Grand Teton National Park Report
The Teton fault is one of the most active normal faults in the world, as attested by the precipitous high front of the Teton Range. After deglaciation of northern Jackson Hole about 15,000 years ago (Porter and others, 1983), offset on the Teton fault southwest of Jackson Lake has totaled 60-80 feet (19-24 m) (Gilbert and others, 1983). In less than the last 9 million years, offset on the Teton fault has totaled 25,000-30,000 ft (7,500-9,000 m) (Love and Reed, 1971).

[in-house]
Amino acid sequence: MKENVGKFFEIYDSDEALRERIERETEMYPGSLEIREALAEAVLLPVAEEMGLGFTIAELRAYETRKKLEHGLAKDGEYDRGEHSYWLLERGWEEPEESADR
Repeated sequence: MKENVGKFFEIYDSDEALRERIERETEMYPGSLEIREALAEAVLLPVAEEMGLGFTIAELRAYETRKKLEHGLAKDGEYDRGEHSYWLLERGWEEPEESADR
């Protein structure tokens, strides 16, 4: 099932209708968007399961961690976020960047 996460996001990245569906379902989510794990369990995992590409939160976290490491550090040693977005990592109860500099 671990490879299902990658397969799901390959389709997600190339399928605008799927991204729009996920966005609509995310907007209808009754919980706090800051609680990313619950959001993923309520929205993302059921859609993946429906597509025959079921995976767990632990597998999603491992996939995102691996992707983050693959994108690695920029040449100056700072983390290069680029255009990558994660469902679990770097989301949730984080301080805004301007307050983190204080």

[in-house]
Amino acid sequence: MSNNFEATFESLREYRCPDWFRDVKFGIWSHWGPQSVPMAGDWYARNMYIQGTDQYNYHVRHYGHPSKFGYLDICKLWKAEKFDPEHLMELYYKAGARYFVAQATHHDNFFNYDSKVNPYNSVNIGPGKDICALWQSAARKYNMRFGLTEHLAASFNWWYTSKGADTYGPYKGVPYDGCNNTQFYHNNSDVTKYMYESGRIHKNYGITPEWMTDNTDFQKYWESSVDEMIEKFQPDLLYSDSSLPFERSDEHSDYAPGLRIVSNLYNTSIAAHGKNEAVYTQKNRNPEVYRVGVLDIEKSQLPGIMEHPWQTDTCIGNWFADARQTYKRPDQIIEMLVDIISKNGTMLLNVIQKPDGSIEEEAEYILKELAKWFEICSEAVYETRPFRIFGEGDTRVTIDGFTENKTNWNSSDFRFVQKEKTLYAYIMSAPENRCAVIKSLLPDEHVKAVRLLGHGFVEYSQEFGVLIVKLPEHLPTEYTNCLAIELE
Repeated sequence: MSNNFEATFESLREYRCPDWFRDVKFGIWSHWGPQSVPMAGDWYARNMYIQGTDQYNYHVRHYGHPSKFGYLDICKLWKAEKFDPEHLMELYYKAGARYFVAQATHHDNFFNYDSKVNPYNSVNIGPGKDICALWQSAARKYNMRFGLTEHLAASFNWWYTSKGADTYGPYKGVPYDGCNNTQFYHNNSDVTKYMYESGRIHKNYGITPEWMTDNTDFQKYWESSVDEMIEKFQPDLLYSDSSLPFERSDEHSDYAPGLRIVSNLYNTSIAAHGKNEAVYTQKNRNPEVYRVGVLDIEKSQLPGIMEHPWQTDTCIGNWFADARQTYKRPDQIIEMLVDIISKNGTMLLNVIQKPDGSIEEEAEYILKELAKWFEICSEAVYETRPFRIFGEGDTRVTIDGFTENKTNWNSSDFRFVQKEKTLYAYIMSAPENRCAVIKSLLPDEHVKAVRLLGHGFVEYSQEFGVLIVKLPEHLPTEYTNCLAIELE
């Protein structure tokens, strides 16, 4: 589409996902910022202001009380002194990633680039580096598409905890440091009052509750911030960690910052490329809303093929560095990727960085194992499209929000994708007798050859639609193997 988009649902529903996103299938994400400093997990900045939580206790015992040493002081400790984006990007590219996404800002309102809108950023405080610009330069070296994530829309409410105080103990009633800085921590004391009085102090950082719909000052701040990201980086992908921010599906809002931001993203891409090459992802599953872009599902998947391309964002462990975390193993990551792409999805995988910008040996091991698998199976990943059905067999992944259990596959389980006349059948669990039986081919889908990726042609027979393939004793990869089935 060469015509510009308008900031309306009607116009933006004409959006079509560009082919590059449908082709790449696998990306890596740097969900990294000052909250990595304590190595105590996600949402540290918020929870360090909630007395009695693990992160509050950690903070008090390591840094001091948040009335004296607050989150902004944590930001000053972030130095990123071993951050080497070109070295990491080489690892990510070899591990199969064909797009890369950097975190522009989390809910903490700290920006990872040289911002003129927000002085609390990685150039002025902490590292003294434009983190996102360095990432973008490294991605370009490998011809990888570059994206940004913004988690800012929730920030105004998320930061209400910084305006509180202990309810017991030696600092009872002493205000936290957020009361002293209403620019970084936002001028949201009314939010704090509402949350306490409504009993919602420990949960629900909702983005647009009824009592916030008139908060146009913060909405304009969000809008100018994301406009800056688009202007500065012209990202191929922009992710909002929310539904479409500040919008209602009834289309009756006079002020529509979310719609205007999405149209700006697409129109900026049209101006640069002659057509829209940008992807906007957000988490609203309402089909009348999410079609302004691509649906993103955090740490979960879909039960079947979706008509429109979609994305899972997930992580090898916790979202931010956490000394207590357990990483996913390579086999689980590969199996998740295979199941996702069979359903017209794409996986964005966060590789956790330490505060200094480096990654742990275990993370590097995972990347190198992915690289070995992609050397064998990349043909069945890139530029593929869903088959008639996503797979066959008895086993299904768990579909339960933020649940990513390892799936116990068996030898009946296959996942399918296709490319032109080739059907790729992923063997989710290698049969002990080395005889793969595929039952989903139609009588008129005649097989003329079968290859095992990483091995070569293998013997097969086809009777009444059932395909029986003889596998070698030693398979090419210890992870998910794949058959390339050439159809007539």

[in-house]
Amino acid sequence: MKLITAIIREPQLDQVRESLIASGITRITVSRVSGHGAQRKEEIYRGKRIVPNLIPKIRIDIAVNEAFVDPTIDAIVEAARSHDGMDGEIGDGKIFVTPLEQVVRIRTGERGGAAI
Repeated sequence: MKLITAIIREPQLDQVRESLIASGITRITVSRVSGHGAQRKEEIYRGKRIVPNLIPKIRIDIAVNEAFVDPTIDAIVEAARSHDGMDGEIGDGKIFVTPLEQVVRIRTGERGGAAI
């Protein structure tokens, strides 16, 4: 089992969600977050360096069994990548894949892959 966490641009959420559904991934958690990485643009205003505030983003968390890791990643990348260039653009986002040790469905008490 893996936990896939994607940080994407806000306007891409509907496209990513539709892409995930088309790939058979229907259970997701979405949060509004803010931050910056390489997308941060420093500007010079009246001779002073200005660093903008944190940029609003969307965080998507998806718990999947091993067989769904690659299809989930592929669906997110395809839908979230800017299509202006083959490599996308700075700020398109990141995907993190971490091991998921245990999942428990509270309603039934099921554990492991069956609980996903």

Pierce, Kenneth L. and Colman, Steven M.
"Submerged Shorelines of Jackson Lake, Wyoming: Do They Exist and Define Postglacial Deformation on the Teton Fault?,"
University of Wyoming National Park Service Research Center Annual Report: Vol. 11
, Article 20.
Available at: https://repository.uwyo.edu/uwnpsrc_reports/vol11/iss1/20